But there are limits. For example, affordable housing for the rising Internet savvy generation is high on the list of public concerns. According to the Jeddah-based Capitas Group International, rising land prices are a major obstacle to bringing affordable housing to the market. The cost of a dowry and wedding, according to Ellen Knickmeyer in the US magazine “Foreign Policy,” is $25,000, far beyond the means of young Saudi males earning $800 per month selling phone apps in a shopping mall. Official statistics place 13 percent of the population under the poverty line.
Keen to keep a lid on potential discontent, the government announced in March a $130 billion package of measures to increase salaries and benefits and to stimulate employment and housing construction. The regime’s legitimacy and authority is both religiously and tribally based: consequently, the religious establishment has also been showered with new funds. Saudi analysts warn of coming challenges in the oil and fiscal sectors, but for the next few years, matters are under control. This will make the succession process easier, as the octogenarian leadership prepares to give way to a younger generation of princes who will be required to reform and modernize Saudi institutions in order to maintain social and political stability.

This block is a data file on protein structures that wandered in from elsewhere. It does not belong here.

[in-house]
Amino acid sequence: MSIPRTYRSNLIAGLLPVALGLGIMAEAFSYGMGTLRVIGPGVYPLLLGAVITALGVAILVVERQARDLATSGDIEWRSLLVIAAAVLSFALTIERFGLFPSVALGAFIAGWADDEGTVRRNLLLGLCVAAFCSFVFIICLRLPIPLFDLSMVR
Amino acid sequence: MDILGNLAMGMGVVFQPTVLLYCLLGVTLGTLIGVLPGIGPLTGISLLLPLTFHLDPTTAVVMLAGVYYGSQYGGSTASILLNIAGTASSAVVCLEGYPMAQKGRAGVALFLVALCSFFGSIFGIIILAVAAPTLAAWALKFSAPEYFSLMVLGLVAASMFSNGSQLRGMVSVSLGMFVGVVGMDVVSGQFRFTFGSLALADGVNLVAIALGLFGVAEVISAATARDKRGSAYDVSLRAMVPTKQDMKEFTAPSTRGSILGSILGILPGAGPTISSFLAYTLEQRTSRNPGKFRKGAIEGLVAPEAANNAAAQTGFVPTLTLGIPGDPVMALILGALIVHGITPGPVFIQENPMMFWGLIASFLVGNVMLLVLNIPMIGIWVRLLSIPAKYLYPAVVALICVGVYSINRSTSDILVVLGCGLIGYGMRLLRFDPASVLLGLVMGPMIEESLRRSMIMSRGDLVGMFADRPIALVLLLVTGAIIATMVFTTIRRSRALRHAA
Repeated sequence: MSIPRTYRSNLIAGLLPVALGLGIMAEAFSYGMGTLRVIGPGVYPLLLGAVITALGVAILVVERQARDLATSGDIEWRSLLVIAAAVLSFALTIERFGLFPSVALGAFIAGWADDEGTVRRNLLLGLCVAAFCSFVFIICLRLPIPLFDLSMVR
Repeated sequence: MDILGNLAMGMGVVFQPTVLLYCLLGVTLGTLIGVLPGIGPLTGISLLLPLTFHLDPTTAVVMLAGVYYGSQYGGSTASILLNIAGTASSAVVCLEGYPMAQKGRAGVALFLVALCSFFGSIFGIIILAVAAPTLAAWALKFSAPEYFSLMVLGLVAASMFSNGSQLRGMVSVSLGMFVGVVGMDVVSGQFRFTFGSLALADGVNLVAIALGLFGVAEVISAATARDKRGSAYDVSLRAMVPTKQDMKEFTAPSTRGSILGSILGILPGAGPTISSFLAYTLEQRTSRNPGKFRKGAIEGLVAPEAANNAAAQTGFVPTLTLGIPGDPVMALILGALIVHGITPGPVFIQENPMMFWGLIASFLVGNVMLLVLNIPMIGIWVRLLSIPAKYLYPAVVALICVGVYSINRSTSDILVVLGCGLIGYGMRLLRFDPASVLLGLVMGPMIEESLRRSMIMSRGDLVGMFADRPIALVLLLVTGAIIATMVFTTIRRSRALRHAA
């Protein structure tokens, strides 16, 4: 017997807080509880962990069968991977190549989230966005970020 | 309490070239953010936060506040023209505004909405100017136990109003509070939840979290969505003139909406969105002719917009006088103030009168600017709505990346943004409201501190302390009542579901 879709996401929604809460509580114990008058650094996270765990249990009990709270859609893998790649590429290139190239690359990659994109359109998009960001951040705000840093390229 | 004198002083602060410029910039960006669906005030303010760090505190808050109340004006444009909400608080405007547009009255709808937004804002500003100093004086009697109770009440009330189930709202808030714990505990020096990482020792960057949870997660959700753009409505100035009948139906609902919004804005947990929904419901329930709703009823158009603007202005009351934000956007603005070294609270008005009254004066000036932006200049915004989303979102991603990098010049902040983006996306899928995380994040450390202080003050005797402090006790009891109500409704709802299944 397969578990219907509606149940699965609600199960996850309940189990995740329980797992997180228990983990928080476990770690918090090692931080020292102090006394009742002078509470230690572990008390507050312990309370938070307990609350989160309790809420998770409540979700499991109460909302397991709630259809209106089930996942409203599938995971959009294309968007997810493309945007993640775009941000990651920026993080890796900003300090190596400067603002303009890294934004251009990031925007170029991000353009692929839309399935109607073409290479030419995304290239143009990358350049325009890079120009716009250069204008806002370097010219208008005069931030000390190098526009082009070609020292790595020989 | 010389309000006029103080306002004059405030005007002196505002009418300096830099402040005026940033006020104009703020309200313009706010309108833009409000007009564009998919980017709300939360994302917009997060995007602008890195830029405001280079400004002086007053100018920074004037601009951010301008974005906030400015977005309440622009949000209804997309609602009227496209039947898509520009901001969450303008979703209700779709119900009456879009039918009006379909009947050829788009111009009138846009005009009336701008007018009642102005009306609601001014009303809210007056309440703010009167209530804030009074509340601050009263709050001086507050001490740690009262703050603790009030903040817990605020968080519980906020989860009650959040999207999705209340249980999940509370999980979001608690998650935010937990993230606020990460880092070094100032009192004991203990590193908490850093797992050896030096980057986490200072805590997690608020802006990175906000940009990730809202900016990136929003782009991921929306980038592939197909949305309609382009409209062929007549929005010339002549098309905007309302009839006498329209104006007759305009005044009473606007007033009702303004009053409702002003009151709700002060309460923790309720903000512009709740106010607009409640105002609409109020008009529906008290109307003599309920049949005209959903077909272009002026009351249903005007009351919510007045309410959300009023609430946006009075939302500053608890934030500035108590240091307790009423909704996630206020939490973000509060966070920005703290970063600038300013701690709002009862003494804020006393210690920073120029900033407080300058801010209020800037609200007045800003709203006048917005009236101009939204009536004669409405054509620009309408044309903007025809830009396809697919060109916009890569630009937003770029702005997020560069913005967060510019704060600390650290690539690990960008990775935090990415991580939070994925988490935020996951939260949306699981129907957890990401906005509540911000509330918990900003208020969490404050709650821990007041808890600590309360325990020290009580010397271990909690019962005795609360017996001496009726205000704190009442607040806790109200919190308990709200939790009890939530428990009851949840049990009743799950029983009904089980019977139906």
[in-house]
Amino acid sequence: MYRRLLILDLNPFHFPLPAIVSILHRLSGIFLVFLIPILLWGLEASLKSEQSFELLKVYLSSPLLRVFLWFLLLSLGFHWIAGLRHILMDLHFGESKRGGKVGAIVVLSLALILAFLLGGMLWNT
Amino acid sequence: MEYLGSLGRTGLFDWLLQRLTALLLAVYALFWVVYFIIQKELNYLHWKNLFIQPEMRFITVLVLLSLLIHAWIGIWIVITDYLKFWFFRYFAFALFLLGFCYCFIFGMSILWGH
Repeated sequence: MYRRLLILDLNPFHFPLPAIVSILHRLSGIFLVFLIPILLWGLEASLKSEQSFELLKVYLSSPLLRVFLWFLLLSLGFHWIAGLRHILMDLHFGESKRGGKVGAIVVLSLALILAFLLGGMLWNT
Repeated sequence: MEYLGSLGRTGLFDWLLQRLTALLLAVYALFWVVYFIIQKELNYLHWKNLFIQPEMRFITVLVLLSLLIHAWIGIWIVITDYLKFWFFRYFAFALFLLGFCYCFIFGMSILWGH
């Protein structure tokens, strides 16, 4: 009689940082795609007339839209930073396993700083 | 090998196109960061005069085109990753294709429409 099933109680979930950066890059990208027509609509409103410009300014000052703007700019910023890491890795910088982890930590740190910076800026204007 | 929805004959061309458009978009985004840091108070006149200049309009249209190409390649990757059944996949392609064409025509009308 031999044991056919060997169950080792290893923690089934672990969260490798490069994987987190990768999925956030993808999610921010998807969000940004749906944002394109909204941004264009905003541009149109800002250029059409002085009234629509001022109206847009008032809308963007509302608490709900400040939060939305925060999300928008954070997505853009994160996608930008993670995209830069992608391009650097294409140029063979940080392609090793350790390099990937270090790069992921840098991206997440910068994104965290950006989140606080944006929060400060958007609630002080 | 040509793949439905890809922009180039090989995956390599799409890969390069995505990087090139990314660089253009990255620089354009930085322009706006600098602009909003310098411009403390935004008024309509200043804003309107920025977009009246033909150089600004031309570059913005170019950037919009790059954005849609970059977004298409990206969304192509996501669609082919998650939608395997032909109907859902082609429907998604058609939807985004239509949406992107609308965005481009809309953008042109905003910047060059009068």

In the meantime, the regime initiated a series of draconian measures against the press, bloggers, and anyone remotely suspected of supporting “terrorism”: Amnesty International stated that they “in effect criminalize legitimate dissent.”
First and foremost among Saudi regional concerns is the looming shadow of Shiite Iran, whose power projection in the Gulf, Iraq and beyond includes a nuclear program that the Saudis fear will decisively alter the regional balance of power. The upheaval in Yemen, its poor, populous and fractured neighbor to the south, poses multiple challenges and requires constant attention, centering on easing out the embattled President Ali Abdallah Salih and preventing al-Qaeda’s entrenchment. The overthrow of Egypt’s Hosni Mubarak, a longtime ally, shook the Saudis deeply, as did the failure of his (and their) strategic patron, the US, to stand four-square behind him.